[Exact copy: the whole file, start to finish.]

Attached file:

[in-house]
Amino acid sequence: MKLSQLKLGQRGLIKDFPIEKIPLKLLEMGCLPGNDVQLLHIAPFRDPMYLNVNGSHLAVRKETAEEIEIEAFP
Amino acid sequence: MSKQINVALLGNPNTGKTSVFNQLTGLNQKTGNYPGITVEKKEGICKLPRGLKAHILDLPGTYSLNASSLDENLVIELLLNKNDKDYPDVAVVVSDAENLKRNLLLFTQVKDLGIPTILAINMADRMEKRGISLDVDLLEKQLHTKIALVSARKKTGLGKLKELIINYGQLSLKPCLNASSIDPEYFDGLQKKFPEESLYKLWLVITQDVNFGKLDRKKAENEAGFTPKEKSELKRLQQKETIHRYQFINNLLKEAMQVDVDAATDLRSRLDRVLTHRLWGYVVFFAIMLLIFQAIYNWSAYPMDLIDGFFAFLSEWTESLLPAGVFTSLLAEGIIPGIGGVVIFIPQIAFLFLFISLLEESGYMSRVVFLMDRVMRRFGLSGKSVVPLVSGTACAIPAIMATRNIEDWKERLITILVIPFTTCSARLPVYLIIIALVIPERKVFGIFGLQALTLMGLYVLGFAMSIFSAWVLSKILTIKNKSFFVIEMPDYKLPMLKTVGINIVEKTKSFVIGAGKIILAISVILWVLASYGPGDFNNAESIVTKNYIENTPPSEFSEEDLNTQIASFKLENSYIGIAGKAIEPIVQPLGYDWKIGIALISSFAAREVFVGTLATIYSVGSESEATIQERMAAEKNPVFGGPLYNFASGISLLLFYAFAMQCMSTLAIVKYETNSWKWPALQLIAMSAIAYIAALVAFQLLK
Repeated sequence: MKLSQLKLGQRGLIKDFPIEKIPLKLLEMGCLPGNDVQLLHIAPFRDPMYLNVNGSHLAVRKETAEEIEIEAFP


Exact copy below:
[in-house]
Amino acid sequence: MKLSQLKLGQRGLIKDFPIEKIPLKLLEMGCLPGNDVQLLHIAPFRDPMYLNVNGSHLAVRKETAEEIEIEAFP
Amino acid sequence: MSKQINVALLGNPNTGKTSVFNQLTGLNQKTGNYPGITVEKKEGICKLPRGLKAHILDLPGTYSLNASSLDENLVIELLLNKNDKDYPDVAVVVSDAENLKRNLLLFTQVKDLGIPTILAINMADRMEKRGISLDVDLLEKQLHTKIALVSARKKTGLGKLKELIINYGQLSLKPCLNASSIDPEYFDGLQKKFPEESLYKLWLVITQDVNFGKLDRKKAENEAGFTPKEKSELKRLQQKETIHRYQFINNLLKEAMQVDVDAATDLRSRLDRVLTHRLWGYVVFFAIMLLIFQAIYNWSAYPMDLIDGFFAFLSEWTESLLPAGVFTSLLAEGIIPGIGGVVIFIPQIAFLFLFISLLEESGYMSRVVFLMDRVMRRFGLSGKSVVPLVSGTACAIPAIMATRNIEDWKERLITILVIPFTTCSARLPVYLIIIALVIPERKVFGIFGLQALTLMGLYVLGFAMSIFSAWVLSKILTIKNKSFFVIEMPDYKLPMLKTVGINIVEKTKSFVIGAGKIILAISVILWVLASYGPGDFNNAESIVTKNYIENTPPSEFSEEDLNTQIASFKLENSYIGIAGKAIEPIVQPLGYDWKIGIALISSFAAREVFVGTLATIYSVGSESEATIQERMAAEKNPVFGGPLYNFASGISLLLFYAFAMQCMSTLAIVKYETNSWKWPALQLIAMSAIAYIAALVAFQLLK
Repeated sequence: MKLSQLKLGQRGLIKDFPIEKIPLKLLEMGCLPGNDVQLLHIAPFRDPMYLNVNGSHLAVRKETAEEIEIEAFP